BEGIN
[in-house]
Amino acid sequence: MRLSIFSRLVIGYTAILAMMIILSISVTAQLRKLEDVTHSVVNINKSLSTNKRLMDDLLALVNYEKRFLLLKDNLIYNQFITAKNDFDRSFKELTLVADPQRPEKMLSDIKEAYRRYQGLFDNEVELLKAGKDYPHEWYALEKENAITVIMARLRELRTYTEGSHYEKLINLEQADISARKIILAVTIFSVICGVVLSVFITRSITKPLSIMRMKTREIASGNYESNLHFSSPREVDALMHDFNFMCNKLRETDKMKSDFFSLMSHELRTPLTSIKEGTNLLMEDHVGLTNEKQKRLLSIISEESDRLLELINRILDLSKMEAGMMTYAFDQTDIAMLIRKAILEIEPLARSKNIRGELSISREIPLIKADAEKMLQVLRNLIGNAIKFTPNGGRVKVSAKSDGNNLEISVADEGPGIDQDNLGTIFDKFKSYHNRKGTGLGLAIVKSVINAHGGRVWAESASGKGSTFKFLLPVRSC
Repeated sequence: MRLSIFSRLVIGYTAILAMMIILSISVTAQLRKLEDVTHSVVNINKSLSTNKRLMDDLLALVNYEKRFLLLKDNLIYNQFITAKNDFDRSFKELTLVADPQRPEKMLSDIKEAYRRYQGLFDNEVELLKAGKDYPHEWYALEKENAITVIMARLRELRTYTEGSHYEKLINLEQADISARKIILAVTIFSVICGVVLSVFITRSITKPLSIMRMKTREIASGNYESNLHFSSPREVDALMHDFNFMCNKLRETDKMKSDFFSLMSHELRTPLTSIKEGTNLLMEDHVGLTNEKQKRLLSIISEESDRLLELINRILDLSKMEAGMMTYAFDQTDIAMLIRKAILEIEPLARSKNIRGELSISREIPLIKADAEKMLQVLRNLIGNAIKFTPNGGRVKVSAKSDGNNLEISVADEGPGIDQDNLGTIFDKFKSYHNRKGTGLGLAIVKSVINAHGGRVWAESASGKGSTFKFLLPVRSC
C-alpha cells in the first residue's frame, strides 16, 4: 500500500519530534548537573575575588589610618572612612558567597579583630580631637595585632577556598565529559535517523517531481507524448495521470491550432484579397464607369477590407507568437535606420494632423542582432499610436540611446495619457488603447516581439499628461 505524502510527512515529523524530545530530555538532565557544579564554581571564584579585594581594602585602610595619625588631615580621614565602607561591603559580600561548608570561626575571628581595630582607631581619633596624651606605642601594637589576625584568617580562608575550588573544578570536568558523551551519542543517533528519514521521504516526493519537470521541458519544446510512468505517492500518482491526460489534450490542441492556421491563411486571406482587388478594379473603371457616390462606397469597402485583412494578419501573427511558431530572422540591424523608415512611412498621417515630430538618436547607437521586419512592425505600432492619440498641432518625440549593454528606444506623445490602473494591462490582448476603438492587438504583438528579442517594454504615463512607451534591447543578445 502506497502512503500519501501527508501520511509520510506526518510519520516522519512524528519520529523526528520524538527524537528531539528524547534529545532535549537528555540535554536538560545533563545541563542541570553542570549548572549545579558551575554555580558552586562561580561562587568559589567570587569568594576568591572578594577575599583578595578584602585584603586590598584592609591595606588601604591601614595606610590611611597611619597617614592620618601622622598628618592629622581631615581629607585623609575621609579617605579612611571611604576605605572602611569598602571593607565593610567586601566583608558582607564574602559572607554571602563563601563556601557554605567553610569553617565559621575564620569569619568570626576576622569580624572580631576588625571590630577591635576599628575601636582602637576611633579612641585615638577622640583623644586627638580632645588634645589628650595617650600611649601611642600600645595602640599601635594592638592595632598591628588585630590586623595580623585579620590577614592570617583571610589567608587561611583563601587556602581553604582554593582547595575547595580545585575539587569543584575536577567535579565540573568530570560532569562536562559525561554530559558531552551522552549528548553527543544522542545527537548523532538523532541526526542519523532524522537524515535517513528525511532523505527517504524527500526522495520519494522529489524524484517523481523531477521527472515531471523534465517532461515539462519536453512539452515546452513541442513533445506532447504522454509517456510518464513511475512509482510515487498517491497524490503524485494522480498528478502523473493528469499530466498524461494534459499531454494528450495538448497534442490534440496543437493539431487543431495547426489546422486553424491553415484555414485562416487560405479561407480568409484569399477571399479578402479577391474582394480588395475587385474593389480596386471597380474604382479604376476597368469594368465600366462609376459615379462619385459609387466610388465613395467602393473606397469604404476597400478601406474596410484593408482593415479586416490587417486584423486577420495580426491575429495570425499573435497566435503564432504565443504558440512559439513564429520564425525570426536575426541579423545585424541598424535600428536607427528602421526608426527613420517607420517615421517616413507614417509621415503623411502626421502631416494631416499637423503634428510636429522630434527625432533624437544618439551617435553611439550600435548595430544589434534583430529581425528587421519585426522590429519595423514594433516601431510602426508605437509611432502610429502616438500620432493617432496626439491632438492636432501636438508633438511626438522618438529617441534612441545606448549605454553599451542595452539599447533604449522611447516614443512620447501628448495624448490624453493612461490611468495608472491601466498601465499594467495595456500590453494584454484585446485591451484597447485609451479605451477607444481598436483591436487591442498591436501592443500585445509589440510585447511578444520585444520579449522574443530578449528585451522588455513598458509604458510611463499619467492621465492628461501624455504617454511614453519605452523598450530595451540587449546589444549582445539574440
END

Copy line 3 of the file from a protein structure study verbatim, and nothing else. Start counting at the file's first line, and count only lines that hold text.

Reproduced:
Repeated sequence: MRLSIFSRLVIGYTAILAMMIILSISVTAQLRKLEDVTHSVVNINKSLSTNKRLMDDLLALVNYEKRFLLLKDNLIYNQFITAKNDFDRSFKELTLVADPQRPEKMLSDIKEAYRRYQGLFDNEVELLKAGKDYPHEWYALEKENAITVIMARLRELRTYTEGSHYEKLINLEQADISARKIILAVTIFSVICGVVLSVFITRSITKPLSIMRMKTREIASGNYESNLHFSSPREVDALMHDFNFMCNKLRETDKMKSDFFSLMSHELRTPLTSIKEGTNLLMEDHVGLTNEKQKRLLSIISEESDRLLELINRILDLSKMEAGMMTYAFDQTDIAMLIRKAILEIEPLARSKNIRGELSISREIPLIKADAEKMLQVLRNLIGNAIKFTPNGGRVKVSAKSDGNNLEISVADEGPGIDQDNLGTIFDKFKSYHNRKGTGLGLAIVKSVINAHGGRVWAESASGKGSTFKFLLPVRSC